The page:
Fannin, Ferguson, Baker retire from city jobs
This week wasn’t an easy one for the city of Troy as it lost three long-time employees to retirement.
Capt. Lewis Fannin, Diane Ferguson and Lewie Baker all hung up their hats this week, but they didn’t go out unnoticed.
For Baker, an employee of the utility department for 39 years, the celebration was a steak dinner. For Fannin, 35-year employee of the Troy Police Department, his service was honored as he was roasted by co-workers and friends in the municipal courtroom. And Ferguson, 21-year administrative assistant to the mayor, had her time celebrated with a reception in the council chambers.
All were different, but each were special in their own ways.
Many co-workers and former co-workers shed some tears as they honored Fannin Friday morning. But most of those tears were just from laughing so hard as story after story was told at the captain’s expense.
“I had always heard Lewis was a devious fellow,” said Rod Anderson, now chief of the Troy University Police Department. “But I didn’t learn just how devious he was until one day I came to work and my phone was gone, and the next day my desk was gone.”
“Lewis and a couple of his counterparts introduced something to this police department, and that was humor,” said Troy Mayor Jimmy Lunsford. “Lewis, it’s hard to get real serious about you. We’re going to miss you a heck of a lot.”
Police Chief Anthony Everage agreed.
“Lewis has always been a breath of fresh air,” said Everage, who used to work under Fannin when he first started at the department. “It was a pleasure to work with him. I had the greatest respect for him. Whether it was the public or employees, he treated everybody fairly.”
For some, saying goodbye to Fannin as a co-worker was something that marked the end of an era.
“Me and Lewis go beyond the Troy Police Department. We were the best of friends,” said Sgt. Benny Scarbrough. “My momma told me I don’t need to be friends with everybody. I just needed to have a few friends I could really count on. This is one of those right here.”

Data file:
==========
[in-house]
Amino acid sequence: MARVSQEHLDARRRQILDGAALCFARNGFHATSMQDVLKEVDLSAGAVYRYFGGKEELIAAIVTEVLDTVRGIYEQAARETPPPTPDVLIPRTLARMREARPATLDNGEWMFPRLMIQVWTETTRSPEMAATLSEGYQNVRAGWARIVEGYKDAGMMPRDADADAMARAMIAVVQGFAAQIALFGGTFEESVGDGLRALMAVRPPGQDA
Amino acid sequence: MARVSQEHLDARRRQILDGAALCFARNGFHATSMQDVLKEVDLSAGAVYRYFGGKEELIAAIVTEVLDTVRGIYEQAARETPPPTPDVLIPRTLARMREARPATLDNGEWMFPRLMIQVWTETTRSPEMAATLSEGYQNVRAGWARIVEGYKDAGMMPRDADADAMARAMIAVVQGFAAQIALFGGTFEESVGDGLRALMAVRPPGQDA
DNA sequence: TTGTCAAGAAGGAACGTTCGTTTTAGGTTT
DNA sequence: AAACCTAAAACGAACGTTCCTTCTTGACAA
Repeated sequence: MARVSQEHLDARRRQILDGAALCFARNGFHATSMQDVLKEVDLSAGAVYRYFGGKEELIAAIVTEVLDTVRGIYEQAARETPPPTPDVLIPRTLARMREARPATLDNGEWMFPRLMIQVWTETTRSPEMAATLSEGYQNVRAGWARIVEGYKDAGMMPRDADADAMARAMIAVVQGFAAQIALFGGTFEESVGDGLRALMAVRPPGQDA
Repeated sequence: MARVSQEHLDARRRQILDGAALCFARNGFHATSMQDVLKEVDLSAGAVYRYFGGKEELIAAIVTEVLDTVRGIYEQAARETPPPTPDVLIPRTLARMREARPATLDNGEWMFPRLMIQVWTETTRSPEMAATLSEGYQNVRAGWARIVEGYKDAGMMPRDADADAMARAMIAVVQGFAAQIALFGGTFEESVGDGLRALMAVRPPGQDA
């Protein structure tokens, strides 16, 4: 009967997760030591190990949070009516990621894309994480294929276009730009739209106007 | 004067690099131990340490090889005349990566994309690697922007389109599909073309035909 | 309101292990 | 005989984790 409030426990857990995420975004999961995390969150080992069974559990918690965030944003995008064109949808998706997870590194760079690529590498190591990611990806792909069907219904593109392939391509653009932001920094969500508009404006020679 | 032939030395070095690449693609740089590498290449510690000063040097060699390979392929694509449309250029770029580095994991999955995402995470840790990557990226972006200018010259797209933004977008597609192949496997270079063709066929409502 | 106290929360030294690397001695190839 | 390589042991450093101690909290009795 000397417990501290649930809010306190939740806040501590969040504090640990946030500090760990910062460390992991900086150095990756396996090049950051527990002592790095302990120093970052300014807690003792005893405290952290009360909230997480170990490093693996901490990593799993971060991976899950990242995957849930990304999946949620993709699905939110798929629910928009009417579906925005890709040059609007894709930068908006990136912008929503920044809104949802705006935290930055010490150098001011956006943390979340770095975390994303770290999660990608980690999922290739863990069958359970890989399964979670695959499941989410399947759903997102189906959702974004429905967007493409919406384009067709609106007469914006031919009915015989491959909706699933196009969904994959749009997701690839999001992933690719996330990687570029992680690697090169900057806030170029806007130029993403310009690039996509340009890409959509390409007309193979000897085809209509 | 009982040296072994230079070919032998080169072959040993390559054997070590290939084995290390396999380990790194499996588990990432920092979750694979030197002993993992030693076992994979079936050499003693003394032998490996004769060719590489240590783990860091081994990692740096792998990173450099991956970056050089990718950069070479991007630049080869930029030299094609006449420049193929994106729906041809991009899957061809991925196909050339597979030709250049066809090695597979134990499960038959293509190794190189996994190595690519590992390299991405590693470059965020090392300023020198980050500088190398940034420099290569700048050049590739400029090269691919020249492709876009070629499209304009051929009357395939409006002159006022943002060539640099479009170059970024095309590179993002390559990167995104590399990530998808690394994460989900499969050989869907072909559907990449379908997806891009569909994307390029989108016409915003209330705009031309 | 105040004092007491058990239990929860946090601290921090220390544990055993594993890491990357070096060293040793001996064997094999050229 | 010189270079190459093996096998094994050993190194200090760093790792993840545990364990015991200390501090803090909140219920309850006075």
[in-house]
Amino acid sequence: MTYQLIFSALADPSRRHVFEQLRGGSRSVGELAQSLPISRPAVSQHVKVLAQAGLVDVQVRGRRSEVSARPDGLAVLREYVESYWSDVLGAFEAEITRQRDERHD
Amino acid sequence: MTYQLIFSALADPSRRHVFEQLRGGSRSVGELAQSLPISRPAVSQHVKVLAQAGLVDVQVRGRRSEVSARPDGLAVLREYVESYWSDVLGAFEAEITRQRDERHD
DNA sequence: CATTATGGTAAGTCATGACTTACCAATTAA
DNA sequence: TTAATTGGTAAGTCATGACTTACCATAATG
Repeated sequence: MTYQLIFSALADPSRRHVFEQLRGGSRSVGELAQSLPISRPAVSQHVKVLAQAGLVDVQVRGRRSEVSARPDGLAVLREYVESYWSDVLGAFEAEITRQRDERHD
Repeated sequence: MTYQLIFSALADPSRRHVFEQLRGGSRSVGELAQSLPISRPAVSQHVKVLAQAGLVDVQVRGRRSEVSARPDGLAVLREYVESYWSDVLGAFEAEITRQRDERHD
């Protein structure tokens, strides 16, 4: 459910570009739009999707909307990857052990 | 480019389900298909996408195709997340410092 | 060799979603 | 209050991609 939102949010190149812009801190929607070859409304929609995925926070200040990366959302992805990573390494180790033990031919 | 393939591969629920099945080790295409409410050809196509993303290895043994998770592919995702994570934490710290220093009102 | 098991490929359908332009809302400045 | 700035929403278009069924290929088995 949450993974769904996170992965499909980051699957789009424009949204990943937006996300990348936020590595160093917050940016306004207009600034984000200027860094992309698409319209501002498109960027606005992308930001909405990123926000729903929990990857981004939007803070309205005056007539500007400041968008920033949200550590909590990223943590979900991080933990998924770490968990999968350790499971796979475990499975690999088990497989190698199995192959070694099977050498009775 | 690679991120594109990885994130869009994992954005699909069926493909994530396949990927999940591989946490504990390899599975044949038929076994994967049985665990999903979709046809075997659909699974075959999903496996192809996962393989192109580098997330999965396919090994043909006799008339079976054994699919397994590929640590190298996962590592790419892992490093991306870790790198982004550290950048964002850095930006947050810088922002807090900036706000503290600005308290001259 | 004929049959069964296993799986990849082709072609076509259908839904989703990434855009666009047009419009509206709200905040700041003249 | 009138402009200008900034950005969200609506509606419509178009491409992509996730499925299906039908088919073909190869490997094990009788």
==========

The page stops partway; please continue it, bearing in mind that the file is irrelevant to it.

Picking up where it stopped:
Scarbrough said Fannin was the first person he called the day his daughter was born, and that’s just how special his friendship was.
“You’re better than my two brothers,” he said, smiling.
For others, Fannin more or less has been a part of their whole lives.
“He had to see about me quite a bit growing up,” said Councilman Jason Reeves, son of former Police Chief Grady Reeves. “One time in high school my dad was out of town, so me and my buddy decided we’d slip out one night. My mom figured that out, so she called Lewis and he and Benny came and took me into custody. I grew up with these people, and I grew up with Lewis.”
For Fannin, leaving behind his work at the police department wasn’t something easy to do.
“I read an article…that said, ‘The hardest thing about retirement will be when I go back to this clubhouse I’m not a part of,’” Fannin said. “That will be the same for me because this is a very special place and very special people. Police are a very close-knit group. You go through divorce, death, you name it. I’ll miss that knowing I’m no longer a part of this thing.”
Some shed tears at Ferguson’s retirement reception, as well. But this time, it wasn’t necessarily from laughter.
“Diane has been one of those people that works for you in that short instance. I never would’ve made it without you,” said Councilwoman Wanda Moultry, holding back tears.
Ferguson asked to not have a big production, but Lunsford wouldn’t really stand for that.
“She didn’t want a big production. But I was thinking about it, and I realized I have executive authority in the city. I do what I want,” Lunsford said.
That’s why Lunsford declared the day officially “Diane Ferguson day” in the city.
“You are special to all of us here, and you are particularly special to me.”
It didn’t stop there.
Rep. Alan Boothe, D-Troy, worked this week to pass a bill in the House, and Gov. Bob Riley sent down a certificate honoring Ferguson’s years of service.
“I told Diane a few minutes ago that looking at all these pictures of councils through the years on the wall the city keeps going,” Reeves said, as he presented the certificate from the governor. “It’ll keep going when she leaves, but it’ll never be the same.”
Parting was bitter-sweet for Ferguson Friday.
“It’s just overwhelming. I’ve enjoyed working with the city. I have a great job and have made some really, really good friends,” she said.
Baker retired Thursday after serving as service crew foreman for the utility department.
“I’ve enjoyed meeting the public and the friends I’ve made here,” Baker said. “I’ve done a lot of things.”
“We’ve gone through a tough week at the city of Troy,” Lunsford said.